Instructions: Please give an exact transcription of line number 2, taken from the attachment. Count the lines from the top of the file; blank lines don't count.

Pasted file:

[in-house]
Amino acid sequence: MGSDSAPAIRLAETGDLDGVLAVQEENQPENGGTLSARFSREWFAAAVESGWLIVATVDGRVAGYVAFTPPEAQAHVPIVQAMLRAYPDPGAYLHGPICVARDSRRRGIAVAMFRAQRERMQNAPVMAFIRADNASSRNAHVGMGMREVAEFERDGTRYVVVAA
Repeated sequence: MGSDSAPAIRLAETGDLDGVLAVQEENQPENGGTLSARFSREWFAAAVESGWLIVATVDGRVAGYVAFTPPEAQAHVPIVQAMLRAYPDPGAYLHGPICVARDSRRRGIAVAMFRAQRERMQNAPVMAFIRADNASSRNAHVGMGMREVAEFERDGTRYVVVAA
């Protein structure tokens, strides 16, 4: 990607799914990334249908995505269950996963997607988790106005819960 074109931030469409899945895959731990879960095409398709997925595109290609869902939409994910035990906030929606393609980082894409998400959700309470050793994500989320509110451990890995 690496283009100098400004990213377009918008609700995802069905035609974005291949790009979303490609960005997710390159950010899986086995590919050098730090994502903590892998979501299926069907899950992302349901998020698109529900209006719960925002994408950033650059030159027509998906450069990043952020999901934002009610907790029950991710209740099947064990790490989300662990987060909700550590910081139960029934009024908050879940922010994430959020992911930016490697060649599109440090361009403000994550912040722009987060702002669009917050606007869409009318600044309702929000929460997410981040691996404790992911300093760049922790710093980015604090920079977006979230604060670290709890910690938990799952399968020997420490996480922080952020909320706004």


Amino acid sequence: MGSDSAPAIRLAETGDLDGVLAVQEENQPENGGTLSARFSREWFAAAVESGWLIVATVDGRVAGYVAFTPPEAQAHVPIVQAMLRAYPDPGAYLHGPICVARDSRRRGIAVAMFRAQRERMQNAPVMAFIRADNASSRNAHVGMGMREVAEFERDGTRYVVVAA